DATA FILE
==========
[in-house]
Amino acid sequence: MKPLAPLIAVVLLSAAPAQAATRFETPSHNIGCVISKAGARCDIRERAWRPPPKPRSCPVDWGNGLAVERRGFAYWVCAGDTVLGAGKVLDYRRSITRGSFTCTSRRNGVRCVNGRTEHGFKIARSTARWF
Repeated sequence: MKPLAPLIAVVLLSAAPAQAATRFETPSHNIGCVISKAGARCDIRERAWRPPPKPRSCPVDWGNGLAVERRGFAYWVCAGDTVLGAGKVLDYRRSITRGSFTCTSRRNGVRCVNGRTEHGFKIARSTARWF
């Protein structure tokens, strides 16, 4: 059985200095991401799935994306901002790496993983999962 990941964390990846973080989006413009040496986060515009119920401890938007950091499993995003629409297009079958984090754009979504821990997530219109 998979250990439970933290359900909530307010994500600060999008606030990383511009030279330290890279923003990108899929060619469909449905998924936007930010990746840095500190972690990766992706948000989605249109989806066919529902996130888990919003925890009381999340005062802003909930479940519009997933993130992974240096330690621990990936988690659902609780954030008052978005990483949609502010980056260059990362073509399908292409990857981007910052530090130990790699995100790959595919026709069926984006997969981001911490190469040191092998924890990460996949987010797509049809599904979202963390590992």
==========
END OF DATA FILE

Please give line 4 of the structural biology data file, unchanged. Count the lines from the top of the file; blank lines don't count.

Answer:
């Protein structure tokens, strides 16, 4: 059985200095991401799935994306901002790496993983999962 990941964390990846973080989006413009040496986060515009119920401890938007950091499993995003629409297009079958984090754009979504821990997530219109 998979250990439970933290359900909530307010994500600060999008606030990383511009030279330290890279923003990108899929060619469909449905998924936007930010990746840095500190972690990766992706948000989605249109989806066919529902996130888990919003925890009381999340005062802003909930479940519009997933993130992974240096330690621990990936988690659902609780954030008052978005990483949609502010980056260059990362073509399908292409990857981007910052530090130990790699995100790959595919026709069926984006997969981001911490190469040191092998924890990460996949987010797509049809599904979202963390590992």